Green "Tab for beautiful people"; "From the land of sky blue water" (Hamms
beer); Spuds Mackenzie (Budweiser); "Thanks for your support" (Bartles &
Jaymes); "Libbys Libbys Libbys on your label label label, you will like it
like it like it on the table table table"; silver cleaners; Ginsu knives;
Ronco; Donna Dixon on that Beautyrest bed; "When E. F. Hutton talks, people
listen"; Please don't squeeze the Charmin" (with Mr. Whipple); "You asked for
it, you got it, Toyota" (with people jumping in the air); "If you want to be a
model, or just look like one" (Barbizon); "Double A (honk, honk) M.C.O."
(transmission shop); "Who's sorry now, so sorry now" and "Lipstick on your
collar..." (before infomercials, one of the longest commercials of its day was
for this stinkin' Connie Francis Collection); Chun King; "Muncha buncha
Frito's go with lunch" (Frito's corn chips); "Here, kid, have a Life Saver"
(dad tries to make it up to his son by offering this candy); "Take a bite
outta crime" (McGruff, the creepy raincoated beagle); "Only you can prevent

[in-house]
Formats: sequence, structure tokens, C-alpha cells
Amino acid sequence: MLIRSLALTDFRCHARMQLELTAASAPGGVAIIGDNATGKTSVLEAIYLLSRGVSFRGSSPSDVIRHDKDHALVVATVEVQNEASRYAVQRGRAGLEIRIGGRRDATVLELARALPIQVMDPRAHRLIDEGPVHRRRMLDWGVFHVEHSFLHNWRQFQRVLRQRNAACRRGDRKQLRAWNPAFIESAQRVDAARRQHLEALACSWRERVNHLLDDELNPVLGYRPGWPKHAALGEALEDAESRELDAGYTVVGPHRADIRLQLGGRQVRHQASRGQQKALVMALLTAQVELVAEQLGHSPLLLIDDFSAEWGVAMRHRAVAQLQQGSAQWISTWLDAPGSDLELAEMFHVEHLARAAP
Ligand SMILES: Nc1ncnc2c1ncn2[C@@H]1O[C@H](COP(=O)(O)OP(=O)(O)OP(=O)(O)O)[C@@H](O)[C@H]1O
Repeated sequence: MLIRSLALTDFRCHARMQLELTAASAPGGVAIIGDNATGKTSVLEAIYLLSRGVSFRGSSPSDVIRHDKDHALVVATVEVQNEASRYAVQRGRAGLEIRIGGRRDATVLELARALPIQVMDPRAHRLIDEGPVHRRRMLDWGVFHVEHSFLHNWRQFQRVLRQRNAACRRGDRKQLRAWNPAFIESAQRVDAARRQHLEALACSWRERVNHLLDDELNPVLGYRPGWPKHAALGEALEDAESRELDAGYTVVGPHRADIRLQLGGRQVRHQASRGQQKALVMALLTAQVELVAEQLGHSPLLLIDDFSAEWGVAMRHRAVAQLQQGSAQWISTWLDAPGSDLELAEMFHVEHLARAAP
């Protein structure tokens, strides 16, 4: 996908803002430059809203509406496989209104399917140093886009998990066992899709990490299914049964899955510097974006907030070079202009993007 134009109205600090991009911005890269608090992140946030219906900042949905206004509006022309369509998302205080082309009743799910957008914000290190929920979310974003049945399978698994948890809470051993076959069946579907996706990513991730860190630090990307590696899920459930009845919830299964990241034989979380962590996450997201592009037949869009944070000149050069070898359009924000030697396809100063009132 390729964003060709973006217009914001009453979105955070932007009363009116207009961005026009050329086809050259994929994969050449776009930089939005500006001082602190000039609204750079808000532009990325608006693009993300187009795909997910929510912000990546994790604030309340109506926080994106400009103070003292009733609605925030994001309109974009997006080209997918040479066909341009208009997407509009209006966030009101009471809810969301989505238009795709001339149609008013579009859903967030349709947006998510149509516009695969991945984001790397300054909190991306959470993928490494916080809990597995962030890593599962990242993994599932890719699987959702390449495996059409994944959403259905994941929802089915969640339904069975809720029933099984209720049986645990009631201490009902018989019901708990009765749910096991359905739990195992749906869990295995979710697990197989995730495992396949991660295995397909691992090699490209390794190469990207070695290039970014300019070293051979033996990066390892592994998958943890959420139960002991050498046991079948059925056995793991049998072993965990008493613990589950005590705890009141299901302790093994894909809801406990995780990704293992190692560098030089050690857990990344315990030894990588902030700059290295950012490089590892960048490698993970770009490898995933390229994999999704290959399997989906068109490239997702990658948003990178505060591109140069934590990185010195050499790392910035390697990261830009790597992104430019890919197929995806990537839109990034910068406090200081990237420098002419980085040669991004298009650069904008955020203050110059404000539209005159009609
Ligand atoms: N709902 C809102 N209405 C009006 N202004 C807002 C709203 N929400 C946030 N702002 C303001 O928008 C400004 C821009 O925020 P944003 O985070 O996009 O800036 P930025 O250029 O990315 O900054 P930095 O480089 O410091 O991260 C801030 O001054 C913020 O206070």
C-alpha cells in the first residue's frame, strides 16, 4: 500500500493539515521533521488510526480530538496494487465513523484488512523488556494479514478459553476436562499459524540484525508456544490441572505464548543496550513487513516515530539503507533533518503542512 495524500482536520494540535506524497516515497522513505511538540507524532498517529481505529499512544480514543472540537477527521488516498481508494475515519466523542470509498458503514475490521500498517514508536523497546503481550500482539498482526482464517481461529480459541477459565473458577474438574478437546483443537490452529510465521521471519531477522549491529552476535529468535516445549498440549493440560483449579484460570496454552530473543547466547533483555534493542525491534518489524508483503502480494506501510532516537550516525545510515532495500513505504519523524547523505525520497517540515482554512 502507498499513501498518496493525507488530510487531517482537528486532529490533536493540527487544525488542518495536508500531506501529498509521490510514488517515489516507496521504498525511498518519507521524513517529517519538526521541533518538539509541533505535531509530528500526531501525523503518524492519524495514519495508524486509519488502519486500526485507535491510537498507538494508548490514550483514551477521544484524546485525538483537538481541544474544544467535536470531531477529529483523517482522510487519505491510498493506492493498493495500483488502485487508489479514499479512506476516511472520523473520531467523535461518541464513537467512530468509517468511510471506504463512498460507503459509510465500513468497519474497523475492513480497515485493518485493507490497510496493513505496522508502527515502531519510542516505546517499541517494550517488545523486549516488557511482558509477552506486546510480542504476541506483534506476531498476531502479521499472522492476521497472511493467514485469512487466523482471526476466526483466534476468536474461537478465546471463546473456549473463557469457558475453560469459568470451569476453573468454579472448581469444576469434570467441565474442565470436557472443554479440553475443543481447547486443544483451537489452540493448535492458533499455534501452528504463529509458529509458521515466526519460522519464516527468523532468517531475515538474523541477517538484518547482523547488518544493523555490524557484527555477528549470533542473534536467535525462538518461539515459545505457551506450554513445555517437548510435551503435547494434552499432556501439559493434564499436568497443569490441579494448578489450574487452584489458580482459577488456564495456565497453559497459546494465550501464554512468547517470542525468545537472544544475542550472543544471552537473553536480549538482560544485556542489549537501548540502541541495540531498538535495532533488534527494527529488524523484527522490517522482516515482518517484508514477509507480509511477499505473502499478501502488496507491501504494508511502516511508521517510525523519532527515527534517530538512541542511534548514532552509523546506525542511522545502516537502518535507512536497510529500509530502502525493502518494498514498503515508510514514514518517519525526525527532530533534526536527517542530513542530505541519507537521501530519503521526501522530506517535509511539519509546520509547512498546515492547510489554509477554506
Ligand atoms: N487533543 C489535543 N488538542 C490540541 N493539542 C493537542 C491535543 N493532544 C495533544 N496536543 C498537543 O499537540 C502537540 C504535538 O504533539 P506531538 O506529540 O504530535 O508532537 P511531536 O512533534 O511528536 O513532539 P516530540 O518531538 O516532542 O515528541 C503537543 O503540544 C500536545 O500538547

forest fires" (Smokey Bear); "Anytime is the right time for milk"; "Riunite on
ice... so nice"; "Sugar in the evening! Sugar in your -- vitamins?"; "Nothing
comes between me and my Calvins"; "Heard it through the grapevine" (California
Raisins); Wheat Thins with Sandy Duncan in fields of wheat; "I don't have a lot
of time, I don't want to spend a lot of money" (Sizzler); "Kibbles and Bits!
Kibbles and Bits! I'm gonna get me some Kibbles and Bits!"; "Healthy is the
High Pro Glow" (dog food); Toss Across with the dog; "My Buddy, My Buddy, My
Buddy and me!" (My Buddy doll); "Weebles wobble but they don't fall down";
commercials brought to you by the Church of Latter-Day Saints; "I got it from
Sandy, who got it from Paul. Paul got it from Ernestine who could've got it
anywhere at all. And with my love, I gave it to you. Now that we've got it,
what're we gonna do? VD is for everybody" (public service announcement).
(darby/lorraine/jessica g.)


- from "Retro Hell" (Boston: Little, Brown and Company, 1997).